Death Is Not the Worst Thing

At least not in storytelling it isn’t. If you’ve read any of his books or attended any of his workshops, you know this is a big point of Donald Maass. How can you make it worse?

Part of our job as writers is to torture our poor protagonists and often their friends and family as well. Sometimes we hesitate to take our stories to the level it needs to be because we like our protagonists. Why let them suffer so much?

Because it doesn’t make for a good story. Sorry, that’s the rub.

We like stories because we like to see conflict overcome. Triumph attained. Some kind of new understanding gleaned. In my opinion this is because we hope those issues in our own lives will come to some kind of catharsis in our lives or just a resolution that makes sense. So it’s relieving to read about others’ troubles and trials because typically stories have a resolution, whereas our lives may continue on troubled for some time.

That’s why what our protagonist is after should be harder and harder to attain the further we get into our story. Something should keep getting in their way, and each time something does it should make things worse.

Since hearing the advice, how can you make it worse for your character, I’ve come to new ideas I’m not sure I would have come up with otherwise. But the other side of that is remembering, death is not the worst thing. For our main characters, death must be off the table—as a result, not as a fear.

Firstly, if your protagonist dies, end of story—unless of course you’re doing some freaky ghost realm back and forth story. But when I say death, I mean no longer available to act in your story. Also, death can often merciful for a character. They can no longer be tortured, whether physically or mentally, by something.

When we’re crafting story, remember death is not the worst thing.

Do you torture your poor protagonists? Do you try and apply the “how can I make it worse” principle? Or has this philosophy helped spark any new ideas for your story? Have you read any Donald Maass or listened to him? Anything you would add?

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20 thoughts on “Death Is Not the Worst Thing

  1. I am a torture master, for sure. I’ve always been like that with my characters, even when I first started writing as a child. I don’t know what that says about me (haha…*nervous laughter*) but I don’t consider my writing worthwhile if I haven’t tortured the ever-living hell out of my characters, both physically and emotionally.

    That said, I haven’t read any Donald Maass, but I’m interested now…thanks for sharing!

    • I know. I’m glad our characters can’t come and find us. We’d be in soooo much trouble. (Say, great idea for a story, lol).

      I think you’ll enjoy Donald Maass. I believe some of his books are available via the Amazon Lending Library if you’ve got that. 🙂

  2. Great obstacles make great characters. I remember when I was subjected to reading Robinson Crusoe for a class I was frustrated and started drawing little cartoons in the margins about how the island he lands on is the “Island of Great Convenience.” I think it had a Walmart on the far side… and this was before Walmart existed.

    As for killing off a protagonist – it doesn’t have to be the end of the book. It could be an awesome twist a large chunk through, and then a prominent side-character takes over and becomes the protagonist. Brandon Sanderson did this successfully in one of his novels.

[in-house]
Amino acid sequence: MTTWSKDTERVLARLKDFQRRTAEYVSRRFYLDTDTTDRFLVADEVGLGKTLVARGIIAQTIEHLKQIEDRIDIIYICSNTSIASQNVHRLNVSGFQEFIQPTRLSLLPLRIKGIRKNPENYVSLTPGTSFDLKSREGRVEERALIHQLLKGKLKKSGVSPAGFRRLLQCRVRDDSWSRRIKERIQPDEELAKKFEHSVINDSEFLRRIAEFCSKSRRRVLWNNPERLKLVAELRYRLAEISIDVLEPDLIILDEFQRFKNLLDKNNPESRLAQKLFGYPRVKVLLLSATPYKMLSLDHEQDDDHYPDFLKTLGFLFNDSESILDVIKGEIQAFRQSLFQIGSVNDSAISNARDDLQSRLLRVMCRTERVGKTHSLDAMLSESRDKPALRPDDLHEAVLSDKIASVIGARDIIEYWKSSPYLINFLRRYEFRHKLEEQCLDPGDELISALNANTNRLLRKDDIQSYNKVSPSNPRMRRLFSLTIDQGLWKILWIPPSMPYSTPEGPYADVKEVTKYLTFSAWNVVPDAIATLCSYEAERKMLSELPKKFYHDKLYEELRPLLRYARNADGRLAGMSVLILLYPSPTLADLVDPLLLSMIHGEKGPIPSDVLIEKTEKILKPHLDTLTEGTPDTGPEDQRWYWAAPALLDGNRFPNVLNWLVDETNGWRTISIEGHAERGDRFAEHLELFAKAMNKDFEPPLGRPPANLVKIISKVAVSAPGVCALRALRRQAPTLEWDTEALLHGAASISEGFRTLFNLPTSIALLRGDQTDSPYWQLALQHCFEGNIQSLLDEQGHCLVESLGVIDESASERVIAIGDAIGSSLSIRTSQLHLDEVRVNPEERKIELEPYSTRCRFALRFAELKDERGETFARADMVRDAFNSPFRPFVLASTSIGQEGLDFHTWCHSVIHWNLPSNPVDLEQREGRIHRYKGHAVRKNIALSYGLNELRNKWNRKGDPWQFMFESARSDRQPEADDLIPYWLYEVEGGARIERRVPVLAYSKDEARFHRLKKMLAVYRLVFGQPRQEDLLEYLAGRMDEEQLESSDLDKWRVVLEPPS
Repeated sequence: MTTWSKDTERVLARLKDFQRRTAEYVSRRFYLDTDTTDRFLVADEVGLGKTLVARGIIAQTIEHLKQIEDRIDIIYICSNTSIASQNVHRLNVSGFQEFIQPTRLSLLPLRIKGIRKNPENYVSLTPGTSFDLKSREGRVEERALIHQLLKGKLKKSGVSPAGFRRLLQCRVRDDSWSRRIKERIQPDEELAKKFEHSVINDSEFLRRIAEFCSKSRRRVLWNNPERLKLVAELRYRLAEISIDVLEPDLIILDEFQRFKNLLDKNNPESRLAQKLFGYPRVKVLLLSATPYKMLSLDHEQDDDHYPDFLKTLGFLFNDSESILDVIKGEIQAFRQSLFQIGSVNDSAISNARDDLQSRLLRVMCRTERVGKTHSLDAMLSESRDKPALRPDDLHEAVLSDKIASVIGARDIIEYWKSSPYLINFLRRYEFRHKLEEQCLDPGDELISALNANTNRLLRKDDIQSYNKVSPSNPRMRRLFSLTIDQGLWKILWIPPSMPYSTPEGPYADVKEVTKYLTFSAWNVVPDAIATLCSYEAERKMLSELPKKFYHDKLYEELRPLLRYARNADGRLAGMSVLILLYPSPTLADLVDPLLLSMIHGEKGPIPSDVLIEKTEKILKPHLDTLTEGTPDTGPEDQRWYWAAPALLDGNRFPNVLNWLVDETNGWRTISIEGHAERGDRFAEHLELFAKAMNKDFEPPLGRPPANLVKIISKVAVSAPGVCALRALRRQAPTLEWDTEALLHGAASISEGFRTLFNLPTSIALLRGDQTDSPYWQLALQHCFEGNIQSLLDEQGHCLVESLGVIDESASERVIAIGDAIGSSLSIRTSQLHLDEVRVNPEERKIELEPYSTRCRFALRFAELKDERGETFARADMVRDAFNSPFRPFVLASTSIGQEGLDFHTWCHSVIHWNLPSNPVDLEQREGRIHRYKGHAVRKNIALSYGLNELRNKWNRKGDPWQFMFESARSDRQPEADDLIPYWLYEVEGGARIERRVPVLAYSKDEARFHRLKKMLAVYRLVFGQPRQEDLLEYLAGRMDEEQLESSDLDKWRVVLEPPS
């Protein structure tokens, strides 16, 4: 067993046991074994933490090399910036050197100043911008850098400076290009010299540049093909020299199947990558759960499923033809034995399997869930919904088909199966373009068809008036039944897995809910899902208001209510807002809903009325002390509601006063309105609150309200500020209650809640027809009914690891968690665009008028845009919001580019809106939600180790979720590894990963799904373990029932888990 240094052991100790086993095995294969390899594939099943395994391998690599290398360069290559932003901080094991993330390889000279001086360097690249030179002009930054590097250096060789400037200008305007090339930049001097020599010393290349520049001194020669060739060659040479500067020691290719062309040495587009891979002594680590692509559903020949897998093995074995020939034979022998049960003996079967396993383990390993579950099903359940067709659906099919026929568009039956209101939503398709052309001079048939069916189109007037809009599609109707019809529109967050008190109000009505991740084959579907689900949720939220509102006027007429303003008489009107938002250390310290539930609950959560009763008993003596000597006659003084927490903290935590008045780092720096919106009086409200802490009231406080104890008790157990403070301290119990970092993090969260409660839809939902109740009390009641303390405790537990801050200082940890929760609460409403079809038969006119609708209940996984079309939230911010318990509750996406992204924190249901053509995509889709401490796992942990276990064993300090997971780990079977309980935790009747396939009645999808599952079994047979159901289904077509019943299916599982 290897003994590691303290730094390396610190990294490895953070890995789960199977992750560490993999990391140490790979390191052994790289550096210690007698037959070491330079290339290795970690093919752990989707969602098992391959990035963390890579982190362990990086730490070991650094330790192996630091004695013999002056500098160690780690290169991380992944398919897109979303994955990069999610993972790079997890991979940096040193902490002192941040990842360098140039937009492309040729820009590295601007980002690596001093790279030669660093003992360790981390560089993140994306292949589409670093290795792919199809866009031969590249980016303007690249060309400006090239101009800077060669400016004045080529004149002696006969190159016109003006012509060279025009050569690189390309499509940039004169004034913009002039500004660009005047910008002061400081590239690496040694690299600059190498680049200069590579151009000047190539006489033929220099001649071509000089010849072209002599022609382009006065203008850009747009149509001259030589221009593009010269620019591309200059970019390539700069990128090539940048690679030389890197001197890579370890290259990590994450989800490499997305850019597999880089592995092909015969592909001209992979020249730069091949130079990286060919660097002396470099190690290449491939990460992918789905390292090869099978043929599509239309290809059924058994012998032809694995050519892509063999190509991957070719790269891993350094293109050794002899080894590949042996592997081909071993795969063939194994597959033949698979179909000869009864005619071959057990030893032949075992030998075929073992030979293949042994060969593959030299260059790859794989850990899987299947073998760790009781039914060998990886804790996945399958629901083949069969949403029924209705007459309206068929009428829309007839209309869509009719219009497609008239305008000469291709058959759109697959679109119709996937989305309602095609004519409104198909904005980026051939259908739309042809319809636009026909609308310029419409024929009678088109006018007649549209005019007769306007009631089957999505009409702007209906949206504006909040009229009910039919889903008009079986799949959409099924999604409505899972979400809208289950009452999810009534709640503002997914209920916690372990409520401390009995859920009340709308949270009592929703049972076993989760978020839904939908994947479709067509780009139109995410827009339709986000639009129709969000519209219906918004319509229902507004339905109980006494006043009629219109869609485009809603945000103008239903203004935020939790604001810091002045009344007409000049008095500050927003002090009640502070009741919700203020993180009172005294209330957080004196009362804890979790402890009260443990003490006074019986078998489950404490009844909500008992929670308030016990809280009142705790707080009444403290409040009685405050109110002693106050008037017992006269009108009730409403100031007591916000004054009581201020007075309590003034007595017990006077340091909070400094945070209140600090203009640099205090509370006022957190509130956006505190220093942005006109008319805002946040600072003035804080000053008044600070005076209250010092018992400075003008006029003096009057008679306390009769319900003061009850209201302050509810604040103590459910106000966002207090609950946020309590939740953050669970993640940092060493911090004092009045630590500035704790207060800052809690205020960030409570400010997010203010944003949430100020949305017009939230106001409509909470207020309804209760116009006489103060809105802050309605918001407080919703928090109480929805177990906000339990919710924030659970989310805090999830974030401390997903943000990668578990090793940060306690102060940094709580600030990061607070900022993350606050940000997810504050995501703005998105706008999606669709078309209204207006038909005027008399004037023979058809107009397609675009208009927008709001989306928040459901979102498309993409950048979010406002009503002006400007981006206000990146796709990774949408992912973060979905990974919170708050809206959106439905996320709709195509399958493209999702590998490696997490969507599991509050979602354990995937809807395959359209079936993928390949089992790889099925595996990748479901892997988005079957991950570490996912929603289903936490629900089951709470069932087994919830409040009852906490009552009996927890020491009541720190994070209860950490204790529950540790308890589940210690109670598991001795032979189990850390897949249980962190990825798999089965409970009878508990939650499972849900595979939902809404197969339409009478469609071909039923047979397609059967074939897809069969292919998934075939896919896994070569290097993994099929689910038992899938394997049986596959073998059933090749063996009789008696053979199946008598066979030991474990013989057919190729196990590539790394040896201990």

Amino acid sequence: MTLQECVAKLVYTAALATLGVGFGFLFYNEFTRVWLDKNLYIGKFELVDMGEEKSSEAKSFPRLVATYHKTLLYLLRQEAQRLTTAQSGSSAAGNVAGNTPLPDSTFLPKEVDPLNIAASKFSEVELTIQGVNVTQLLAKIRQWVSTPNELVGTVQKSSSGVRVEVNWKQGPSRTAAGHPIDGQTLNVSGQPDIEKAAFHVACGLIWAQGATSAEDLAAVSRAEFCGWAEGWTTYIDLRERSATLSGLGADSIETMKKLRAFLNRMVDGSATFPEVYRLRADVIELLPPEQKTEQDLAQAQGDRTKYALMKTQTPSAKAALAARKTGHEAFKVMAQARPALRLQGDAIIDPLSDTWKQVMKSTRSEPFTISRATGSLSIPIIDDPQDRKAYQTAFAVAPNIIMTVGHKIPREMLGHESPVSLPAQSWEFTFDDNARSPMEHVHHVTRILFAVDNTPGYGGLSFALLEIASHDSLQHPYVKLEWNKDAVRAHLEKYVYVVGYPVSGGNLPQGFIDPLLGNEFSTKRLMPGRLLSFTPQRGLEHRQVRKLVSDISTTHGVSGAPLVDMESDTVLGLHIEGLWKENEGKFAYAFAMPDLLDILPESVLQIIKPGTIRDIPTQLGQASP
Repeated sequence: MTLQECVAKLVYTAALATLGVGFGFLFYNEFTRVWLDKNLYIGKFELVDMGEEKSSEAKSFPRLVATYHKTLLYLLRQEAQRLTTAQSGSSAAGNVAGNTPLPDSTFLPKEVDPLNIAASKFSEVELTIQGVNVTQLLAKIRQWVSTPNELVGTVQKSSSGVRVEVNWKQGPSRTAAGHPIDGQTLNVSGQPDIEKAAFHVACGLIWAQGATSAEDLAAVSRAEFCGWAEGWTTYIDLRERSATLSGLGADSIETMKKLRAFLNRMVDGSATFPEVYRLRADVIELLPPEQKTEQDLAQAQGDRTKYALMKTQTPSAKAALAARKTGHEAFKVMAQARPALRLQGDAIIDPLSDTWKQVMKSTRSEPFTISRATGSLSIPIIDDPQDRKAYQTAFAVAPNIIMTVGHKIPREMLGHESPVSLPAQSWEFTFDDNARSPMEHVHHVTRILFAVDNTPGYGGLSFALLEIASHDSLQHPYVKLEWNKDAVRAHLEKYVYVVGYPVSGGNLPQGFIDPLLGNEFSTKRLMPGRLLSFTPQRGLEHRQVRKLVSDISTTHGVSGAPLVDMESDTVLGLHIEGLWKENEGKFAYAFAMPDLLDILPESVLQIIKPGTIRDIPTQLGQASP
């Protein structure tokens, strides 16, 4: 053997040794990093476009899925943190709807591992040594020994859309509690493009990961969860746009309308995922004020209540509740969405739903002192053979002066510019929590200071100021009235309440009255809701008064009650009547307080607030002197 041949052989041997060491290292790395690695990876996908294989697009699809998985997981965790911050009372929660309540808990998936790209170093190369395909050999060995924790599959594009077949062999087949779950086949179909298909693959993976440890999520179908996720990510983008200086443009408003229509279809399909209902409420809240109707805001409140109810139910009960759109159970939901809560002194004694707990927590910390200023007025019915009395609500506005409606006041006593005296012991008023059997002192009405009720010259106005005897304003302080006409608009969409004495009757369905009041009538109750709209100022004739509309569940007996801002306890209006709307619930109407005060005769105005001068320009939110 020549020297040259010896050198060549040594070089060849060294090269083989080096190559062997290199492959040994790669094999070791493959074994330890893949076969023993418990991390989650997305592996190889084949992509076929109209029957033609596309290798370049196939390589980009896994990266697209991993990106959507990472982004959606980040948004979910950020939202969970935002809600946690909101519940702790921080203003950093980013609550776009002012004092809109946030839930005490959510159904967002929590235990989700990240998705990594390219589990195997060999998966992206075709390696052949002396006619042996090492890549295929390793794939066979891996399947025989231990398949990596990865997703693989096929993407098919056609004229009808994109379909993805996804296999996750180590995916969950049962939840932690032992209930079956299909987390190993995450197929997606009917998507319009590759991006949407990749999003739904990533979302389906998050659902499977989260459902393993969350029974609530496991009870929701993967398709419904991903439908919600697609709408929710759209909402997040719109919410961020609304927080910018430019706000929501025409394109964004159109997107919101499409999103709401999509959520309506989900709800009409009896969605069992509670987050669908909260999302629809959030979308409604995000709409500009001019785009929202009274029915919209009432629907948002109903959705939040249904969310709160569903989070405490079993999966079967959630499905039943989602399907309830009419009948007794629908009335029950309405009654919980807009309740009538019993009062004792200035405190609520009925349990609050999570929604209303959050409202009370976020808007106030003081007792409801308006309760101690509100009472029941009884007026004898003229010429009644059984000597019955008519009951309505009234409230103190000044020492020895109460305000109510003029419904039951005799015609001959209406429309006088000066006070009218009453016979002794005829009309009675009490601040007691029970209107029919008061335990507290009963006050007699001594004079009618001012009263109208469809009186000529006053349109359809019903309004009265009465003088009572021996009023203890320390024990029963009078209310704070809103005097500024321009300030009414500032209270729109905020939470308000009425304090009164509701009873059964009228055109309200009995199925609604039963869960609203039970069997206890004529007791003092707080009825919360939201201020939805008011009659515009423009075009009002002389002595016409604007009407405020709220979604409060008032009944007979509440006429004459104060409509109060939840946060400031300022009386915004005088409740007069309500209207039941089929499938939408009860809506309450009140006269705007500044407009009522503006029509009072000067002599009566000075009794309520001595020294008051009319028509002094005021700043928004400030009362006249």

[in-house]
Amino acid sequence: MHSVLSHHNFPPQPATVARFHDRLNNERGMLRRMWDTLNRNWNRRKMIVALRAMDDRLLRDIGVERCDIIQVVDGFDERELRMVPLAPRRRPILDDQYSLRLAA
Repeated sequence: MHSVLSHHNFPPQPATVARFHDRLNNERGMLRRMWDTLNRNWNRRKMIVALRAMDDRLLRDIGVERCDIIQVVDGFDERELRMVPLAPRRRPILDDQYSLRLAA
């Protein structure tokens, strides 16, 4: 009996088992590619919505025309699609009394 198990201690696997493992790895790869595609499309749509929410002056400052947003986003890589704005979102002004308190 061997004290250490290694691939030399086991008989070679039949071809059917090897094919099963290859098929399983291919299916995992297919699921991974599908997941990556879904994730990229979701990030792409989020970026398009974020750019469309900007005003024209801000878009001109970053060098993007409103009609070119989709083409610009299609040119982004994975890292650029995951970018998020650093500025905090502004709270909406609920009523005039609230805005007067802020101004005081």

• I think it can definitely work, like you’ve said, but for a first novel sometimes it’s good to stick to the fundamentals. As long as we understand the rules, it’s only then it’s okay to break it (but I doubt I’m telling you anything you don’t already know).

      Lol, Island of Great Convenience. ^_^

    • Interesting how we see that people grow when subjected to difficulties. Being a writer always brings me lots of insights about life. Have you found you have the same experience?

  3. Every now and then I feel kind of bad for all the things I’ve put my hero through, particularly since some of them happened without me having even planned them! But then I remember it’s all for the good of the spry and I stop feeling guilty.

  4. Love Donald Maass! I remember when he had us all do that writing exercise at the conference, and it seemed like half the audience ended up with dead characters. He really did a great job of driving home the point that that’s not really the worst thing, and I’ve definitely thought a lot about it since. Great reminder! 🙂

    • I knew he would say something about if they’re dead you’re not being creative enough. Guess I’ve read too many books where I’ve thought “death would be a relief for this poor character.” 😉 Yeah, that little workshop with Mr. Maass was awesome. Changed my whole perspective!

  5. Interesting post! I’ve killed off side characters, people important to the protagonist, but not the protagonist. As a reader, I can only handle a certain amount of death in a book, and I tend to dislike books that kill off the main character unless it’s for a big reason (and not a cop-out).

    • In writing it seems killing people off is the easy way out—not that it’s always a wrong choice, but like you said it has to be for a good reason. In Shade I had a character whom I killed off in the first few chapters, but when revising he kept demanding he come back to life. I tried reasoning with him in my mind saying, but you’re motivation for my protagonist. Nope, he wouldn’t listen. So he’s alive and it’s changed things, but in a different, good way.

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